House members appear to strongly dislike their jobs

Members of the House of Representatives appear to have a strong dislike for their jobs to the extent that some are unable to complete their terms. Recently, Rep. Mike Gallagher, who had already decided not to seek reelection, announced his resignation from the House in April. Similarly, former Rep. Ken Buck also chose to leave, and he didn’t hold back in expressing his reasons for doing so. In an interview with CNN, he candidly stated, “It is the worst year of the nine years and three months that I’ve been in Congress, and having talked to former members, it’s the worst year in 40-50 years to be in Congress.”

In the 118th Congress, a significant number of representatives also share this sentiment. At present, 48 House members have either left or made public their intention to voluntarily leave Congress.* This accounts for approximately 11 percent of the House, and the session is still ongoing. It is likely that a few more will choose to depart before the year concludes.

Despite the gloomy headlines suggesting that recent dysfunction in Congress is leading to an exodus of members, the number of departures is not a record. However, it does reflect a growing trend of lawmakers deciding to leave voluntarily. As shown in the graph below, the number of representatives choosing to depart from the House has been steadily increasing since the 109th Congress (2005-06).

With the remaining time in the year, it is highly likely that three more representatives will announce their plans to leave. If this happens, the current session of Congress will have the third-highest number of departures in the last two decades. It’s worth noting that the top two sessions with the most departures were the 115th Congress (2017-18) and the 117th Congress (2021-22).

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Each of those congresses had something unusual about them. In the case of the 115th Congress, it experienced a significant number of resignations. Four representatives stepped down due to a #MeToo-related scandal, while four others left to join former President Donald Trump’s cabinet. On the other hand, the 117th Congress coincided with a redistricting cycle based on the 2020 census. This process of redrawing districts often results in more retirements than usual.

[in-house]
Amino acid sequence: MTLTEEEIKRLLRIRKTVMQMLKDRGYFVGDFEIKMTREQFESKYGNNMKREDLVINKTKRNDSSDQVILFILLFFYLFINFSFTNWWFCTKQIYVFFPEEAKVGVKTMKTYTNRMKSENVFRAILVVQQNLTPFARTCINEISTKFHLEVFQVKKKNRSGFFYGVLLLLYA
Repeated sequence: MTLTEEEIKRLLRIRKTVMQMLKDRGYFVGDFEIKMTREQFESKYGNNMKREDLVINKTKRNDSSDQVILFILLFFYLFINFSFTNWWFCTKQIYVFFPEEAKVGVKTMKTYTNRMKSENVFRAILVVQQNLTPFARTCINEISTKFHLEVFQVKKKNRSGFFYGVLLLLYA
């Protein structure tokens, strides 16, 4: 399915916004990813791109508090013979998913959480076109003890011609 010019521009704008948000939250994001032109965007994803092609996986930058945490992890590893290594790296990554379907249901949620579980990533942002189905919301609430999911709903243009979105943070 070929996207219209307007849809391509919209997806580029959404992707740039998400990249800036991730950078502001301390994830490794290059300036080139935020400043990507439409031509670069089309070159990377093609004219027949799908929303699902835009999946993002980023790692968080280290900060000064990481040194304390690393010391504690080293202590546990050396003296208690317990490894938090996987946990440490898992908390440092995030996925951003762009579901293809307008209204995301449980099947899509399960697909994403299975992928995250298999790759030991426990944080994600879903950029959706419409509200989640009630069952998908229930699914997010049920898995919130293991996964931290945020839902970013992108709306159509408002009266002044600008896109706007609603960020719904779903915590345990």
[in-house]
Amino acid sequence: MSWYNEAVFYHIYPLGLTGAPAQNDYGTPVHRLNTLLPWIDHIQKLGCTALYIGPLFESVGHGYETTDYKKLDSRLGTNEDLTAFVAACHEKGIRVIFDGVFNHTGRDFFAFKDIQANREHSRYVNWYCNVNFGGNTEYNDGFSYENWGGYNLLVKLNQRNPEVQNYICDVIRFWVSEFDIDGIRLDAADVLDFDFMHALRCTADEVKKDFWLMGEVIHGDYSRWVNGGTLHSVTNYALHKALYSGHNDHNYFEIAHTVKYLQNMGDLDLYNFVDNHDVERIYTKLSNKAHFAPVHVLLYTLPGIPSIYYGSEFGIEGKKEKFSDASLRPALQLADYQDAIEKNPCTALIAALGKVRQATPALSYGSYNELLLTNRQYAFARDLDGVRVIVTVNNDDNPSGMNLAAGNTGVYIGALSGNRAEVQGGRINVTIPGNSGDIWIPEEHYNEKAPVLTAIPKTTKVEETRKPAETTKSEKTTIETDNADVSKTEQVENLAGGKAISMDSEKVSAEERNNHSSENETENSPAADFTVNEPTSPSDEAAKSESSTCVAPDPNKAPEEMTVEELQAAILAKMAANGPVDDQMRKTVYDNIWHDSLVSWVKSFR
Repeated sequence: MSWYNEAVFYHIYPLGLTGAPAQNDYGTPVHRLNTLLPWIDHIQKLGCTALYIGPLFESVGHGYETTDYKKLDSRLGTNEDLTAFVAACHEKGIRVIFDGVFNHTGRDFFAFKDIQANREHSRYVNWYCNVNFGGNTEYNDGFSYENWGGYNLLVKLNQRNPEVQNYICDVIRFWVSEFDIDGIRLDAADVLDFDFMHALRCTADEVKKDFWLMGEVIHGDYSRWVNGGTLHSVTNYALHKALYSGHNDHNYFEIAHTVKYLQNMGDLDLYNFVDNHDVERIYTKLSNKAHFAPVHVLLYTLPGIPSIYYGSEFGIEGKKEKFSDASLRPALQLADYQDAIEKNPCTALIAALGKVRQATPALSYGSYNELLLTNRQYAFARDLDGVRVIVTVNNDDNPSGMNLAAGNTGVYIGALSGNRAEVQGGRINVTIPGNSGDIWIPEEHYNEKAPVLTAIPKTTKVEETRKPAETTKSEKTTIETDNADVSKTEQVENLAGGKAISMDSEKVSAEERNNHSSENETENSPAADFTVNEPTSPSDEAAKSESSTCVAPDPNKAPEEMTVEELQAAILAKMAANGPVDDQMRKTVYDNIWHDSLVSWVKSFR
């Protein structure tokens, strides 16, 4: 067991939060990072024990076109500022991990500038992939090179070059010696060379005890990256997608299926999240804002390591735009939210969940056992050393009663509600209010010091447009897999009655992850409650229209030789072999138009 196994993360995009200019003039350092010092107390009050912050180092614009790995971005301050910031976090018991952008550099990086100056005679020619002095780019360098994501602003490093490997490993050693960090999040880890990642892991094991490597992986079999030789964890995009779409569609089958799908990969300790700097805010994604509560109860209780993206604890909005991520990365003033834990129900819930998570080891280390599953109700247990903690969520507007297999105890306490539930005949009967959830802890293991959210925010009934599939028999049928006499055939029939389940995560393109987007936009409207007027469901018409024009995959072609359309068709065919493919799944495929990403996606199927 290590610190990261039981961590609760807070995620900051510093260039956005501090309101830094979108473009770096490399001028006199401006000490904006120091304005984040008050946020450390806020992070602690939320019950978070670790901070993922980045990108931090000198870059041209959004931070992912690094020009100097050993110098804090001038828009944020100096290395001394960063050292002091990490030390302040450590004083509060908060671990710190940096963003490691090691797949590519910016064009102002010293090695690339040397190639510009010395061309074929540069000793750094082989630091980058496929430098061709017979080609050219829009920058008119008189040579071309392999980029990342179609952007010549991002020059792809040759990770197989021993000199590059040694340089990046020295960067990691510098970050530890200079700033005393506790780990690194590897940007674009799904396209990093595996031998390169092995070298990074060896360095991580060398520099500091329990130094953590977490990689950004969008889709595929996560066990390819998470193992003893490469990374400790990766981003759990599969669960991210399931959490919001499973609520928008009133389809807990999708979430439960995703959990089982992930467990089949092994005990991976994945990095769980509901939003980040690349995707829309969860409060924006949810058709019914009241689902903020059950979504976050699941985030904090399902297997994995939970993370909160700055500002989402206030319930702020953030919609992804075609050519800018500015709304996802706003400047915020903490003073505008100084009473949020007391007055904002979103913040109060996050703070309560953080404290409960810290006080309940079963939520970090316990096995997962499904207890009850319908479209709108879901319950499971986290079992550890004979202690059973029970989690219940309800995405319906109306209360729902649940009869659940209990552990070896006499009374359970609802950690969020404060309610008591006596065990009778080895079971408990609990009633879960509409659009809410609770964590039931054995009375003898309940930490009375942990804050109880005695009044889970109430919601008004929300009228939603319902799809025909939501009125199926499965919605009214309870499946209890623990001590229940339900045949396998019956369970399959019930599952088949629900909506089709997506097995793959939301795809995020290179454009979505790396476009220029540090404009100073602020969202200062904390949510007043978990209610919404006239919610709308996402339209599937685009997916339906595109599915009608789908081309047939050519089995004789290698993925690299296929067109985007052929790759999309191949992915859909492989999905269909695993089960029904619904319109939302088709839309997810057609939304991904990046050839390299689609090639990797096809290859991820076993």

In addition to prompting a few departures this Congress, redistricting has also played a role in reshaping the political landscape. For example, North Carolina recently finalized a completely redrawn map in November, which left three Democratic members without a viable district to run in. However, the high number of departures cannot be solely attributed to redistricting. Other factors, such as the prolonged speaker elections, gridlock intensified by a narrow majority, and strained relationships between members, have contributed to this trend.

But it’s not only the increase in the number of departures that is worth noting. The profile of the departing members has also undergone a transformation. Specifically, there has been a rise in the trend of individuals leaving the House after serving only a few terms, as illustrated by the chart below.

During the 110th Congress (2007-08), a mere 11 percent of the total departures were accounted for by just four representatives with less than 10 years of service time who retired or resigned. However, in the 114th Congress (2015-16), which witnessed the resignation of former Speaker John Boehner due to pressure from his right flank, this figure skyrocketed to 57 percent. Since then, it has remained consistently high, hovering between 40-50 percent.

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This year, a total of 22 representatives with less than 10 years of service time have either retired or resigned. While some, such as Rep. Abigail Spanberger, are leaving the House to pursue higher office, like governor, there are also those like Arizona Rep. Debbie Lesko who are choosing to retire from Congress in order to seek a lower office, specifically the Maricopa County Board of Supervisors. Additionally, some representatives, including Rep. Greg Pence, have simply grown tired of the perceived ineffectiveness of Congress.

The Congress faces a challenge with the brain drain it is experiencing. Having institutional memory is crucial for effectively navigating the intricacies of our legislative branch, which is often complex and obscure. This is one of the reasons why political scientists generally oppose the idea of imposing term limits on members of Congress. The premature departures of notable committee chairs and even former Speaker Kevin McCarthy have created a void in leadership, especially within the Republican Party. The departure of Gallagher, who has only served four terms, is particularly disheartening as he was regarded as a promising legislator with the potential to ascend to a leadership position in the future.

Congressional infighting is causing frustration among the House’s young and talented individuals, leading to a wave of resignations. This not only hampers the current functionality of Congress but also puts its future at risk.


This count includes representatives who have resigned or publicly declared that they will not seek re-election. It does not take into account members who have been expelled (i.e., former Rep. George Santos), passed away (i.e., former Rep. Donald McEachin), or lost in primary elections (i.e., Rep. Jerry Carl). We are grateful to Daily Kos Elections for maintaining an ongoing record.

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It is important to highlight that in the current cycle, there are eight representatives who have less than 10 years of service time and are leaving the House to run for Senate. It is a common phenomenon that occurs regularly, so it does not mean they are leaving Congress altogether.

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